In some ways, writing embedded software is much like writing software for any other kind of application. But in other ways, it differs widely. This means that embedded software developers can learn lessons from their desktop-bound counterparts, but they must harvest that wisdom selectively.
Embedded software technology appears to lag behind - it's often a little late picking up on new trends and fashions. That's largely because embedded developers have a cautious, conservative attitude, which is borne out of years of experience contending with limited resources: memory that can't be treated as unlimited and CPUs that are powerful enough, but only just enough. The choice of programming language echoes this pragmatic conservatism perfectly.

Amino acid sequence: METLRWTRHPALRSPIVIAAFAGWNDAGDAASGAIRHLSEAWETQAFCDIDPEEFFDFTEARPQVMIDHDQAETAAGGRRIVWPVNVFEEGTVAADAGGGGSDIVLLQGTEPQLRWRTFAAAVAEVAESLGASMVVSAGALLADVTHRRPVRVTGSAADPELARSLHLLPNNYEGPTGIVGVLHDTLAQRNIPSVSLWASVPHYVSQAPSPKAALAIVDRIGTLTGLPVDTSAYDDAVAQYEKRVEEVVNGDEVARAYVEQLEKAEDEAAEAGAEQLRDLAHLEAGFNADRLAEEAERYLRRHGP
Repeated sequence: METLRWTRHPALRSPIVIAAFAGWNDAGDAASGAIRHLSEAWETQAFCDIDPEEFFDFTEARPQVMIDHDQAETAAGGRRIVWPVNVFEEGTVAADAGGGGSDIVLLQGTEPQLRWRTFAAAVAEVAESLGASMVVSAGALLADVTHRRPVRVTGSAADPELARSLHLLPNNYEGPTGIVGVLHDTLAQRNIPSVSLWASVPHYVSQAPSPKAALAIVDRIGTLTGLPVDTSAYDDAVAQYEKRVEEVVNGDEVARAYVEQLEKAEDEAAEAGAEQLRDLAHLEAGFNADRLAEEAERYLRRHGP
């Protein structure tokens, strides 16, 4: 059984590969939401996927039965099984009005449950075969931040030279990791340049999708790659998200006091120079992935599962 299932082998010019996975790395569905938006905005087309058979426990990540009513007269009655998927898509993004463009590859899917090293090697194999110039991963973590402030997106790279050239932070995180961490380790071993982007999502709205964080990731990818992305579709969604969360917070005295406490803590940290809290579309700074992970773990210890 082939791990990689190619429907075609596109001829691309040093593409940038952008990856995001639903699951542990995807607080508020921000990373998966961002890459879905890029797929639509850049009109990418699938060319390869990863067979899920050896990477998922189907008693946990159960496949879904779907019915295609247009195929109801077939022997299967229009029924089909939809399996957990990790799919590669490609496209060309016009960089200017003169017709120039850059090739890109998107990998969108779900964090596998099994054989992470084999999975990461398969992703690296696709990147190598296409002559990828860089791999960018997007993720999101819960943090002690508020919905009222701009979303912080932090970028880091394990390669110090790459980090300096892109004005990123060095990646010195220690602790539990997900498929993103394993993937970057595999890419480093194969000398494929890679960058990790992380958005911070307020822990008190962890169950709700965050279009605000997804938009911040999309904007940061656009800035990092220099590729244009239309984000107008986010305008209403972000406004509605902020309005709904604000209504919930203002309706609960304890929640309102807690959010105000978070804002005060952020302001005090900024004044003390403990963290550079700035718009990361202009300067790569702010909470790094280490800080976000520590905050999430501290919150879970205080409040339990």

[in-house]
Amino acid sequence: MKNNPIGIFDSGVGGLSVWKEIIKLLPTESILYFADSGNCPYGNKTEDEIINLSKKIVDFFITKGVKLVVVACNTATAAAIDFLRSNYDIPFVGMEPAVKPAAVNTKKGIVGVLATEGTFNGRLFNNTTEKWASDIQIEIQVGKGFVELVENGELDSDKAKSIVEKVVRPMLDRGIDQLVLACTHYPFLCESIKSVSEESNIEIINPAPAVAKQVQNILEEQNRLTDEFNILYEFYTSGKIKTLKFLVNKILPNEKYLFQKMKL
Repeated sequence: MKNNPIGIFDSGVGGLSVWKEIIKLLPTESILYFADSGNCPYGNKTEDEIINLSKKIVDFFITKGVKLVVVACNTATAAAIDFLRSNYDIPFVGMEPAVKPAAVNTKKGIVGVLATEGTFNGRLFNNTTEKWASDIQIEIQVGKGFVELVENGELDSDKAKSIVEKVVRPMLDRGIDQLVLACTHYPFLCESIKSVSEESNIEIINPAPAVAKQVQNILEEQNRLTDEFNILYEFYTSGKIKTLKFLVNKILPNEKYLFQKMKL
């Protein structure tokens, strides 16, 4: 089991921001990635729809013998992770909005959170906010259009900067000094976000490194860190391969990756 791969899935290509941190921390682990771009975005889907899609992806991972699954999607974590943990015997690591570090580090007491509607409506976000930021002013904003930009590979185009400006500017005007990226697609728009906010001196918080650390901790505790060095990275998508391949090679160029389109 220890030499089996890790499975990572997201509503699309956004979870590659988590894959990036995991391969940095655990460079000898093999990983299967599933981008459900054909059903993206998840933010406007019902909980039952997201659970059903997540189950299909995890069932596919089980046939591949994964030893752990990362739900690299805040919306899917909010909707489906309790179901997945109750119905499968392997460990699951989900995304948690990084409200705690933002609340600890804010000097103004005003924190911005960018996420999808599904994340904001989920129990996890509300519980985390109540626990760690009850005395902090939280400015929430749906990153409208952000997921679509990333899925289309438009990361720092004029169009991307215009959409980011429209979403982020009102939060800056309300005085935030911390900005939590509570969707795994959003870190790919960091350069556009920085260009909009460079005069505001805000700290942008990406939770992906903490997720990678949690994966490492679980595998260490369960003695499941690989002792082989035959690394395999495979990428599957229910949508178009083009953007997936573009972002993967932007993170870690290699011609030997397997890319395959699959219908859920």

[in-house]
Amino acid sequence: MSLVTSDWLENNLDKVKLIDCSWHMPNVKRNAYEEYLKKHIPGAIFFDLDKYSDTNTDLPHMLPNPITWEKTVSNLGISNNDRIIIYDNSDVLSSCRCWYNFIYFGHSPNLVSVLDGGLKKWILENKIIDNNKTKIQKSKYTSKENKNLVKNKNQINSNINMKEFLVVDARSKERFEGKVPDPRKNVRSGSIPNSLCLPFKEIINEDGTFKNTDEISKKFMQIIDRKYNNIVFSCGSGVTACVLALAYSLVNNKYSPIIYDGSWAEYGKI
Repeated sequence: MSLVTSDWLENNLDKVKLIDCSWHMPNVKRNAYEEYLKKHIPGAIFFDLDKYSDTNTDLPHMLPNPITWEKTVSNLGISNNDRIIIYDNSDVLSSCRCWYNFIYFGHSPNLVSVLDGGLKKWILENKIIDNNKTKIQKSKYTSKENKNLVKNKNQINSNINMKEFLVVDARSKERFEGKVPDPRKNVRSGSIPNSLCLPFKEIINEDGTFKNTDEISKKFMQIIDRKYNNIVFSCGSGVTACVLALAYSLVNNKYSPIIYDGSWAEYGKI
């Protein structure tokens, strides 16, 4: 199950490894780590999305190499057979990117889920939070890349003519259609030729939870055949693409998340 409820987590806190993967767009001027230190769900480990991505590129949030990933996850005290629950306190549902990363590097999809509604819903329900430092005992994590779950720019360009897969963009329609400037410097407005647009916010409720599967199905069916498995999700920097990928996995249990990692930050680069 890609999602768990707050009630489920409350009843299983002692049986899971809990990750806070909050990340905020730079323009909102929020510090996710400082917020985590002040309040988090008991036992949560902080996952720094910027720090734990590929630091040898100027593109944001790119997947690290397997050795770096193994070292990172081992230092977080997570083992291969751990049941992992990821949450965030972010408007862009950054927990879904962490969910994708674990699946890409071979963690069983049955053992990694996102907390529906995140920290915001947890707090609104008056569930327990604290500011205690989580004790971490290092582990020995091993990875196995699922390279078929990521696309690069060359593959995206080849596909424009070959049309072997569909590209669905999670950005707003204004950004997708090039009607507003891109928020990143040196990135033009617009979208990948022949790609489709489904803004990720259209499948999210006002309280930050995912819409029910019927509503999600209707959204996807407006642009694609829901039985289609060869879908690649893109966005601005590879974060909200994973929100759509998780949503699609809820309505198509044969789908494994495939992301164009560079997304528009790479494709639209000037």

Embedded guys were slow to pick up on high-level languages years ago, but eventually C became accepted. It took the arrival of very high quality code generation and transparent debugging for the industry to accept such new-fangled ideas, and that was only under the relentless pressure to become more productive. The obvious step up from C is C++. Even though its use for embedded software has steadily increased in recent years, it is far from universal. Why is that?
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